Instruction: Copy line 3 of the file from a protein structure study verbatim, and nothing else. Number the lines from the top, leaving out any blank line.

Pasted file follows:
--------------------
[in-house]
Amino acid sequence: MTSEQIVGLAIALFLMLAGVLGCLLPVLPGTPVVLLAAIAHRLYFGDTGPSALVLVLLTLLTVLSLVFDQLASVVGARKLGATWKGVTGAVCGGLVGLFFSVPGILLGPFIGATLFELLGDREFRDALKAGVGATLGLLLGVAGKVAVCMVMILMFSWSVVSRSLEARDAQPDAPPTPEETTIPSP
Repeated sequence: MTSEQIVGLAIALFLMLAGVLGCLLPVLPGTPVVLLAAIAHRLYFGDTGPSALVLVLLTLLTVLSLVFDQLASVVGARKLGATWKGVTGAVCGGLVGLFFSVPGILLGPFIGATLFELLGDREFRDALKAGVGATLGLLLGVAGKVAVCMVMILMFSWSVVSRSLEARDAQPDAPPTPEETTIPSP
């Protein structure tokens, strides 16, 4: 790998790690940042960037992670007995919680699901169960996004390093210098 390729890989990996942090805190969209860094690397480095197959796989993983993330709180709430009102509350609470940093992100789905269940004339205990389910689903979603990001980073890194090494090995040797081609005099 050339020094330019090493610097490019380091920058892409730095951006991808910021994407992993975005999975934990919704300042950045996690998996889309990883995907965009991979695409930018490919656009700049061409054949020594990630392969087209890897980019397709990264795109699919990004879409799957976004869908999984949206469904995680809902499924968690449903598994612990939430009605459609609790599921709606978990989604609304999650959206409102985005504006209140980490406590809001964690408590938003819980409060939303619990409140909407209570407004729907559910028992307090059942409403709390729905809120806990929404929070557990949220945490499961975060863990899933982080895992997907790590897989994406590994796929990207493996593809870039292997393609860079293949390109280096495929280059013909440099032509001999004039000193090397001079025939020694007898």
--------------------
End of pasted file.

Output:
Repeated sequence: MTSEQIVGLAIALFLMLAGVLGCLLPVLPGTPVVLLAAIAHRLYFGDTGPSALVLVLLTLLTVLSLVFDQLASVVGARKLGATWKGVTGAVCGGLVGLFFSVPGILLGPFIGATLFELLGDREFRDALKAGVGATLGLLLGVAGKVAVCMVMILMFSWSVVSRSLEARDAQPDAPPTPEETTIPSP